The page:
MN Farmers in Washington to Testify for Farm Bill
WASHINGTON D.C. (WJON News) - Minnesota farmers testified before a Senate subcommittee Tuesday.
The U.S. Senate Committee on Agriculture, Nutrition, and Forestry is seeking comments from farmers before starting negotiations on the next Farm Bill.
The current Farm Bill is set to expire on September 30th.
Neil Rockstad is a farmer near Hendrum, and the Vice-President of the American Sugarbeet Grower’s Association. He says sugar’s contribution to the state, and national, economy cannot be overstated.
The Farm Bill represents a critical safety net for our farming families and the employees of our sugar processors throughout the country. The U.S. sugar industry generates more than 151,000 jobs spanning 24 states and introduces $23 billion annually to the US economy. American consumers also benefit from a high-quality, safe, reliable, and affordable source of sugar used as a sweetener, preservatives, and bulking agent (in) 70% of packaged foods.
Rockstad mentioned that due to trade deals with other nations, the United States is the third largest importer of sugar, accounting for 30% of the nation’s needs. Recent conflicts worldwide have demonstrated the need for a strong domestic sugar program.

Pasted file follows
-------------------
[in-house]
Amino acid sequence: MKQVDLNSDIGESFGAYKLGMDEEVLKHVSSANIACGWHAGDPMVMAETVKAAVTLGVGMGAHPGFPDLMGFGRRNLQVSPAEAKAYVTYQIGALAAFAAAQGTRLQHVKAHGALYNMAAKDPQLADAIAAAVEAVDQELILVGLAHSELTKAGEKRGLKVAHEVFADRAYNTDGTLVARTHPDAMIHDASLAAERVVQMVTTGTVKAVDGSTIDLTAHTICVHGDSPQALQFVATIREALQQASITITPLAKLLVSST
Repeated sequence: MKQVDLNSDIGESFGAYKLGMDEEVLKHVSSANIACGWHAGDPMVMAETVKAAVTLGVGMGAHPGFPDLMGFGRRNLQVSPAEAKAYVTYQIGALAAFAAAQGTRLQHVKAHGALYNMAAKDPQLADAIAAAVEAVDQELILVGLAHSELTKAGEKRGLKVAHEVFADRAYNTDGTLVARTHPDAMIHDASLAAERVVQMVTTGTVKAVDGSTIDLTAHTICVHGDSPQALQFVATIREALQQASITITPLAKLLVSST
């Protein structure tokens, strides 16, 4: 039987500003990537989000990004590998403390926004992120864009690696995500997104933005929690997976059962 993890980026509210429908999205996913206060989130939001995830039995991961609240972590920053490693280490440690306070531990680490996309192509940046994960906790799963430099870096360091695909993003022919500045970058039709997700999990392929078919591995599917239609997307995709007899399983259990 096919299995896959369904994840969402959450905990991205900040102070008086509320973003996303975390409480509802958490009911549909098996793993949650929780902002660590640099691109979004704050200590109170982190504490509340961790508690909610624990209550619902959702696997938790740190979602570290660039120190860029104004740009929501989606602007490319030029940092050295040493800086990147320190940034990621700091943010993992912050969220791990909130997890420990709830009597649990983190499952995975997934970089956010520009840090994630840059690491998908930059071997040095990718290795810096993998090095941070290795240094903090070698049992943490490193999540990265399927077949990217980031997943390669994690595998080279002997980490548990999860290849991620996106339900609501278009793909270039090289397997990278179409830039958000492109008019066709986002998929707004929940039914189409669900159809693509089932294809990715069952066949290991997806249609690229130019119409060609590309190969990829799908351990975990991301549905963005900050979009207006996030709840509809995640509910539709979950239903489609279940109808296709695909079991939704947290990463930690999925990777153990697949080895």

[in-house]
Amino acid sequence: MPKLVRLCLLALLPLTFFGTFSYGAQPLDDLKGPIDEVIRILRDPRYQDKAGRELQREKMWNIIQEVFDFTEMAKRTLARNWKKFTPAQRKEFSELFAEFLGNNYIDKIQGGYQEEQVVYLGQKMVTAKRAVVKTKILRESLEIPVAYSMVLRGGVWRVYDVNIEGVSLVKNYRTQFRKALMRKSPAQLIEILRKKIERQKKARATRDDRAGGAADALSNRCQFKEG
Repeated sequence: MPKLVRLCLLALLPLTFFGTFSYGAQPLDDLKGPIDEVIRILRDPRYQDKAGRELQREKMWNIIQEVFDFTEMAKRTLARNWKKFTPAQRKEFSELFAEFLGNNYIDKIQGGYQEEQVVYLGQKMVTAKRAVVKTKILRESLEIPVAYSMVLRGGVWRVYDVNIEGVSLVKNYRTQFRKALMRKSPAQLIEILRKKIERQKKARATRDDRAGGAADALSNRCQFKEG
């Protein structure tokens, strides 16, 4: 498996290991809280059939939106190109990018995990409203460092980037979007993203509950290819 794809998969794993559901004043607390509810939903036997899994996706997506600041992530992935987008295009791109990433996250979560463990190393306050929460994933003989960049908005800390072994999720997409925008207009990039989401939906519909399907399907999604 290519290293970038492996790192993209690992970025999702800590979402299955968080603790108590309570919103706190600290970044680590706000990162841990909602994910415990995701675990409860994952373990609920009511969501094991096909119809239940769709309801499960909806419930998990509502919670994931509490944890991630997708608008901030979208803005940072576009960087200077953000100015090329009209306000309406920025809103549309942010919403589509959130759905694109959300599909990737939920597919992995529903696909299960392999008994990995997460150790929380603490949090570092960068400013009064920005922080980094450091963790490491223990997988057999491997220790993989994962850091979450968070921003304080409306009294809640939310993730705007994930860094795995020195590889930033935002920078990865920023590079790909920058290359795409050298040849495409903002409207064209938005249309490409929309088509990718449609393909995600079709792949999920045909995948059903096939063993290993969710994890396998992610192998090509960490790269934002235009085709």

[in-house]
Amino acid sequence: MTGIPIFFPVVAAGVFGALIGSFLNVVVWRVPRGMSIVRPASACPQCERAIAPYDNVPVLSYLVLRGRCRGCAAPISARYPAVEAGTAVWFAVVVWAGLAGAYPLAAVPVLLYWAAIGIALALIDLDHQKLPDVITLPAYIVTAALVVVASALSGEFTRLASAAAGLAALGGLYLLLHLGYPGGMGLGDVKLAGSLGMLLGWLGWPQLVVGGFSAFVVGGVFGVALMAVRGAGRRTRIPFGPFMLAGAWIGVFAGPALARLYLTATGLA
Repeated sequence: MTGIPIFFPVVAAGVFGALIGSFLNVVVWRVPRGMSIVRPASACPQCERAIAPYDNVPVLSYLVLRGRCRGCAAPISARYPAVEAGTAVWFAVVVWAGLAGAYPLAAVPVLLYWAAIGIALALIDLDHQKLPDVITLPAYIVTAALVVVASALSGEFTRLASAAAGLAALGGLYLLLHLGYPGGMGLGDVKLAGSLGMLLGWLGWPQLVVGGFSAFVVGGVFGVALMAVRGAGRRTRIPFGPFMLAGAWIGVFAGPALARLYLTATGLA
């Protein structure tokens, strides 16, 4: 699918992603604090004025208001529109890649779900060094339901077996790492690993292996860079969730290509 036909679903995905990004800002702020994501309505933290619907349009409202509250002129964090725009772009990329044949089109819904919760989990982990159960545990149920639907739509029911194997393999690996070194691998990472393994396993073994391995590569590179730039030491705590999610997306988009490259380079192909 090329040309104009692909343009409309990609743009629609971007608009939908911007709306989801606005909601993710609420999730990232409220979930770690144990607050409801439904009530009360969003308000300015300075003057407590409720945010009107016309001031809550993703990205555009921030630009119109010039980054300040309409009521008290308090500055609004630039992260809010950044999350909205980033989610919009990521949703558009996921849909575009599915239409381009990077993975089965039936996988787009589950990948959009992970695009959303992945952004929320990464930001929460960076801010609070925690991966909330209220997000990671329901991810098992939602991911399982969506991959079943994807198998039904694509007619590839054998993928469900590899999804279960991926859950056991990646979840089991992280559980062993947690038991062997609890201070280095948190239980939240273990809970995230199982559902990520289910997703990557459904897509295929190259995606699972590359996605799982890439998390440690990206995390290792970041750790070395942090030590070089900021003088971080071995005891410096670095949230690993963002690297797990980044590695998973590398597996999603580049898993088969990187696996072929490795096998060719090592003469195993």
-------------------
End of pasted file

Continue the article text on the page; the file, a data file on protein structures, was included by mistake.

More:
Harold Wolle farms near Medalia and serves as the First Vice-President of the National Corn Growers Association. He’s currently in the process of turning over control of his family farm to his son. He says all eyes are on Congress and the Farm Bill negotiations.
Farmers across the country are busy today planting seeds and preparing for a strong crop and future harvests. The committee's continued outreach is laying the critical groundwork for a strong bipartisan farm bill. Corn Growers are as optimistic about this process as we are for this year's harvest.
Wolle said adjustments to crop insurance are necessary to provide a financial safety net to the next generation of family farmers.
The committee will hear testimony from a number of farm and nutrition groups before beginning negotiations on a new five-year Farm Bill to replace the existing bill that will expire this fall.
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